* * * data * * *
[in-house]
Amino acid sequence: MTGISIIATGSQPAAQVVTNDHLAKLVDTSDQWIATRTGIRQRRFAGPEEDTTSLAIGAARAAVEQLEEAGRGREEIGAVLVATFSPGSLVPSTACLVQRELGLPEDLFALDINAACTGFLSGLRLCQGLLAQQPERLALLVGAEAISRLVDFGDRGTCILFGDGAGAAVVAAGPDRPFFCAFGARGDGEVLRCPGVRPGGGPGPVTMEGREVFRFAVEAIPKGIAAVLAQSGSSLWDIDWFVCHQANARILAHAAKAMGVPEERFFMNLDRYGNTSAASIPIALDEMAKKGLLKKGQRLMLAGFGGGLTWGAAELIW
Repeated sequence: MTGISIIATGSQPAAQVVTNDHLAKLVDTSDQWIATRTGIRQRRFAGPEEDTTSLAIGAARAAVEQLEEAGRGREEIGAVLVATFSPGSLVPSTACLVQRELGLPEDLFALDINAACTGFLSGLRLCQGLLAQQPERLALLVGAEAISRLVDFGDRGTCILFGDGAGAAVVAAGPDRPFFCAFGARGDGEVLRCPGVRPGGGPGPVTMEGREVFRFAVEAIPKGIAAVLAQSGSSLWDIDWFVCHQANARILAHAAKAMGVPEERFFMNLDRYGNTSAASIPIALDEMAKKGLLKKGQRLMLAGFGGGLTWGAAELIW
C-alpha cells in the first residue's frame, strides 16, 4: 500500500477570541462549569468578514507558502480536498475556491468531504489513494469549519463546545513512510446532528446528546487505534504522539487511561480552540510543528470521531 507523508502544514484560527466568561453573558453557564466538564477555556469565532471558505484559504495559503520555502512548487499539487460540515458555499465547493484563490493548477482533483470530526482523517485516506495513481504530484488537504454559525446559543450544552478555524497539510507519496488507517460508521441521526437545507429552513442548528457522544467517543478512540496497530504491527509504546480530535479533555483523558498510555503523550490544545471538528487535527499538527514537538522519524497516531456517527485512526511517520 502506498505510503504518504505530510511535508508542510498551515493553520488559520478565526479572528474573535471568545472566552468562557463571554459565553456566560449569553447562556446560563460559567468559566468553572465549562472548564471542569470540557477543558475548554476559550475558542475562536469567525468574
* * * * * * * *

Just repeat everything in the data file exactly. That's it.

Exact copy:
[in-house]
Amino acid sequence: MTGISIIATGSQPAAQVVTNDHLAKLVDTSDQWIATRTGIRQRRFAGPEEDTTSLAIGAARAAVEQLEEAGRGREEIGAVLVATFSPGSLVPSTACLVQRELGLPEDLFALDINAACTGFLSGLRLCQGLLAQQPERLALLVGAEAISRLVDFGDRGTCILFGDGAGAAVVAAGPDRPFFCAFGARGDGEVLRCPGVRPGGGPGPVTMEGREVFRFAVEAIPKGIAAVLAQSGSSLWDIDWFVCHQANARILAHAAKAMGVPEERFFMNLDRYGNTSAASIPIALDEMAKKGLLKKGQRLMLAGFGGGLTWGAAELIW
Repeated sequence: MTGISIIATGSQPAAQVVTNDHLAKLVDTSDQWIATRTGIRQRRFAGPEEDTTSLAIGAARAAVEQLEEAGRGREEIGAVLVATFSPGSLVPSTACLVQRELGLPEDLFALDINAACTGFLSGLRLCQGLLAQQPERLALLVGAEAISRLVDFGDRGTCILFGDGAGAAVVAAGPDRPFFCAFGARGDGEVLRCPGVRPGGGPGPVTMEGREVFRFAVEAIPKGIAAVLAQSGSSLWDIDWFVCHQANARILAHAAKAMGVPEERFFMNLDRYGNTSAASIPIALDEMAKKGLLKKGQRLMLAGFGGGLTWGAAELIW
C-alpha cells in the first residue's frame, strides 16, 4: 500500500477570541462549569468578514507558502480536498475556491468531504489513494469549519463546545513512510446532528446528546487505534504522539487511561480552540510543528470521531 507523508502544514484560527466568561453573558453557564466538564477555556469565532471558505484559504495559503520555502512548487499539487460540515458555499465547493484563490493548477482533483470530526482523517485516506495513481504530484488537504454559525446559543450544552478555524497539510507519496488507517460508521441521526437545507429552513442548528457522544467517543478512540496497530504491527509504546480530535479533555483523558498510555503523550490544545471538528487535527499538527514537538522519524497516531456517527485512526511517520 502506498505510503504518504505530510511535508508542510498551515493553520488559520478565526479572528474573535471568545472566552468562557463571554459565553456566560449569553447562556446560563460559567468559566468553572465549562472548564471542569470540557477543558475548554476559550475558542475562536469567525468574